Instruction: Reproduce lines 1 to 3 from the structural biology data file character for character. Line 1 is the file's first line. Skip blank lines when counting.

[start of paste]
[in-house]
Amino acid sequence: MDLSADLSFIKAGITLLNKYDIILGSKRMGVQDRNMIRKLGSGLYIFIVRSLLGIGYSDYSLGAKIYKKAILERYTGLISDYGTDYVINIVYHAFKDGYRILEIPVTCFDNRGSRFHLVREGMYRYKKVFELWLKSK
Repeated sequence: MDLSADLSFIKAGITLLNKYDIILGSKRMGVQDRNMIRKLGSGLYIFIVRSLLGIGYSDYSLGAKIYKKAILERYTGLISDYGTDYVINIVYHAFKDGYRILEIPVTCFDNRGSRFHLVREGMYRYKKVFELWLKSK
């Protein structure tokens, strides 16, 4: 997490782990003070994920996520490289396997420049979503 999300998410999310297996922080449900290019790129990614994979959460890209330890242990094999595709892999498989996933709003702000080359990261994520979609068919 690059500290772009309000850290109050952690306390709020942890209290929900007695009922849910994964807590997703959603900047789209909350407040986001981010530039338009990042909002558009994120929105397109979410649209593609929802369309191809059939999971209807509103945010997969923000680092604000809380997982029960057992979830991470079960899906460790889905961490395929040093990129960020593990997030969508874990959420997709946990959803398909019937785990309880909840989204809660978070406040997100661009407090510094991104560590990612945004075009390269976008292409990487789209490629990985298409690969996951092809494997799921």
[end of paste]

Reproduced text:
[in-house]
Amino acid sequence: MDLSADLSFIKAGITLLNKYDIILGSKRMGVQDRNMIRKLGSGLYIFIVRSLLGIGYSDYSLGAKIYKKAILERYTGLISDYGTDYVINIVYHAFKDGYRILEIPVTCFDNRGSRFHLVREGMYRYKKVFELWLKSK
Repeated sequence: MDLSADLSFIKAGITLLNKYDIILGSKRMGVQDRNMIRKLGSGLYIFIVRSLLGIGYSDYSLGAKIYKKAILERYTGLISDYGTDYVINIVYHAFKDGYRILEIPVTCFDNRGSRFHLVREGMYRYKKVFELWLKSK